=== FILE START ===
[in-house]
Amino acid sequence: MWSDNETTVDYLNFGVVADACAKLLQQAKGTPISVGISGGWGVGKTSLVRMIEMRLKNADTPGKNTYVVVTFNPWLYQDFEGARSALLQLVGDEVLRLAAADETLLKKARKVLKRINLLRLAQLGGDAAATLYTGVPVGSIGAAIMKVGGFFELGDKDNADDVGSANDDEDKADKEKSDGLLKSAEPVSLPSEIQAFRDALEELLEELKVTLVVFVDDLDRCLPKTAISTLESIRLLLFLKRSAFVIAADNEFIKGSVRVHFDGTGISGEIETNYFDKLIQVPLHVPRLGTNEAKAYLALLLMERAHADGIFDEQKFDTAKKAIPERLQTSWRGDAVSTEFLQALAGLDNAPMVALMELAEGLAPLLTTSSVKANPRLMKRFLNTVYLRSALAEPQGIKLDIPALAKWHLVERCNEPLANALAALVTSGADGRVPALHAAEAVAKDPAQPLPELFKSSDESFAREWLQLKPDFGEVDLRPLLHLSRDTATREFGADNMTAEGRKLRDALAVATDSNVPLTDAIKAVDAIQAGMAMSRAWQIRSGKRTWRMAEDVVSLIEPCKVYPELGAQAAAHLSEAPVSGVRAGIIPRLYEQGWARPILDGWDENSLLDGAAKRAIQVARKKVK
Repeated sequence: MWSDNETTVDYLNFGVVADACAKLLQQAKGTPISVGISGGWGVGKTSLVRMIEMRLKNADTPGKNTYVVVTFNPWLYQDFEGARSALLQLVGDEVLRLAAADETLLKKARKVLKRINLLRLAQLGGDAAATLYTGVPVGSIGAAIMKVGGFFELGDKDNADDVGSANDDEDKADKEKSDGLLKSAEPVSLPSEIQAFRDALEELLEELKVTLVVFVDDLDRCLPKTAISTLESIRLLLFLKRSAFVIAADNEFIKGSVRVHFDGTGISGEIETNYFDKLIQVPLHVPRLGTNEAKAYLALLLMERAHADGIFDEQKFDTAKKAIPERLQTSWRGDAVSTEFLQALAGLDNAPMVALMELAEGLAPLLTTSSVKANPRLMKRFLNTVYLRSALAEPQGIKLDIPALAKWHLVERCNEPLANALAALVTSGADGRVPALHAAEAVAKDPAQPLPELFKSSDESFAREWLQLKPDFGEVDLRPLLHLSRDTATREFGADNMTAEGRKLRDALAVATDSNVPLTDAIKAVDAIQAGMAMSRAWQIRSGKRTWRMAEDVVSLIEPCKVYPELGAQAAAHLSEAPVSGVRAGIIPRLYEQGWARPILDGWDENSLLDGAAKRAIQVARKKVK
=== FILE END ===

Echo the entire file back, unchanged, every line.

[in-house]
Amino acid sequence: MWSDNETTVDYLNFGVVADACAKLLQQAKGTPISVGISGGWGVGKTSLVRMIEMRLKNADTPGKNTYVVVTFNPWLYQDFEGARSALLQLVGDEVLRLAAADETLLKKARKVLKRINLLRLAQLGGDAAATLYTGVPVGSIGAAIMKVGGFFELGDKDNADDVGSANDDEDKADKEKSDGLLKSAEPVSLPSEIQAFRDALEELLEELKVTLVVFVDDLDRCLPKTAISTLESIRLLLFLKRSAFVIAADNEFIKGSVRVHFDGTGISGEIETNYFDKLIQVPLHVPRLGTNEAKAYLALLLMERAHADGIFDEQKFDTAKKAIPERLQTSWRGDAVSTEFLQALAGLDNAPMVALMELAEGLAPLLTTSSVKANPRLMKRFLNTVYLRSALAEPQGIKLDIPALAKWHLVERCNEPLANALAALVTSGADGRVPALHAAEAVAKDPAQPLPELFKSSDESFAREWLQLKPDFGEVDLRPLLHLSRDTATREFGADNMTAEGRKLRDALAVATDSNVPLTDAIKAVDAIQAGMAMSRAWQIRSGKRTWRMAEDVVSLIEPCKVYPELGAQAAAHLSEAPVSGVRAGIIPRLYEQGWARPILDGWDENSLLDGAAKRAIQVARKKVK
Repeated sequence: MWSDNETTVDYLNFGVVADACAKLLQQAKGTPISVGISGGWGVGKTSLVRMIEMRLKNADTPGKNTYVVVTFNPWLYQDFEGARSALLQLVGDEVLRLAAADETLLKKARKVLKRINLLRLAQLGGDAAATLYTGVPVGSIGAAIMKVGGFFELGDKDNADDVGSANDDEDKADKEKSDGLLKSAEPVSLPSEIQAFRDALEELLEELKVTLVVFVDDLDRCLPKTAISTLESIRLLLFLKRSAFVIAADNEFIKGSVRVHFDGTGISGEIETNYFDKLIQVPLHVPRLGTNEAKAYLALLLMERAHADGIFDEQKFDTAKKAIPERLQTSWRGDAVSTEFLQALAGLDNAPMVALMELAEGLAPLLTTSSVKANPRLMKRFLNTVYLRSALAEPQGIKLDIPALAKWHLVERCNEPLANALAALVTSGADGRVPALHAAEAVAKDPAQPLPELFKSSDESFAREWLQLKPDFGEVDLRPLLHLSRDTATREFGADNMTAEGRKLRDALAVATDSNVPLTDAIKAVDAIQAGMAMSRAWQIRSGKRTWRMAEDVVSLIEPCKVYPELGAQAAAHLSEAPVSGVRAGIIPRLYEQGWARPILDGWDENSLLDGAAKRAIQVARKKVK